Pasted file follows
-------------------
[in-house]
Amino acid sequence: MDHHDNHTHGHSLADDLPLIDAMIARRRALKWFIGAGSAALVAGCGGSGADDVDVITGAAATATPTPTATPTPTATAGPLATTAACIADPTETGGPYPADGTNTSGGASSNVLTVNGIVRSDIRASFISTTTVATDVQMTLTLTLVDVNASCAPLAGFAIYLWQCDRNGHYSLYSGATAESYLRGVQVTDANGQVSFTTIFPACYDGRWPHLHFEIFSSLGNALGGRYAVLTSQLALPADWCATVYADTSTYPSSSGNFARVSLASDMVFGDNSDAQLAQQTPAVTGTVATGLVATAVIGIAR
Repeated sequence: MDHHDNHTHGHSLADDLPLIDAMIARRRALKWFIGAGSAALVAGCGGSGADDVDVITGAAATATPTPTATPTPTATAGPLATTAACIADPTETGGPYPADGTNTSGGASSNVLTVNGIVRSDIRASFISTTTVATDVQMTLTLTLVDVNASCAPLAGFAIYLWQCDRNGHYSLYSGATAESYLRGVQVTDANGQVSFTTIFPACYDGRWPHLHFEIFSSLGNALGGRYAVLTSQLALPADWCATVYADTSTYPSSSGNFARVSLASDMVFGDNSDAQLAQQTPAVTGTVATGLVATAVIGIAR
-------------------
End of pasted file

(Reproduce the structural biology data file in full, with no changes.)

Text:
[in-house]
Amino acid sequence: MDHHDNHTHGHSLADDLPLIDAMIARRRALKWFIGAGSAALVAGCGGSGADDVDVITGAAATATPTPTATPTPTATAGPLATTAACIADPTETGGPYPADGTNTSGGASSNVLTVNGIVRSDIRASFISTTTVATDVQMTLTLTLVDVNASCAPLAGFAIYLWQCDRNGHYSLYSGATAESYLRGVQVTDANGQVSFTTIFPACYDGRWPHLHFEIFSSLGNALGGRYAVLTSQLALPADWCATVYADTSTYPSSSGNFARVSLASDMVFGDNSDAQLAQQTPAVTGTVATGLVATAVIGIAR
Repeated sequence: MDHHDNHTHGHSLADDLPLIDAMIARRRALKWFIGAGSAALVAGCGGSGADDVDVITGAAATATPTPTATPTPTATAGPLATTAACIADPTETGGPYPADGTNTSGGASSNVLTVNGIVRSDIRASFISTTTVATDVQMTLTLTLVDVNASCAPLAGFAIYLWQCDRNGHYSLYSGATAESYLRGVQVTDANGQVSFTTIFPACYDGRWPHLHFEIFSSLGNALGGRYAVLTSQLALPADWCATVYADTSTYPSSSGNFARVSLASDMVFGDNSDAQLAQQTPAVTGTVATGLVATAVIGIAR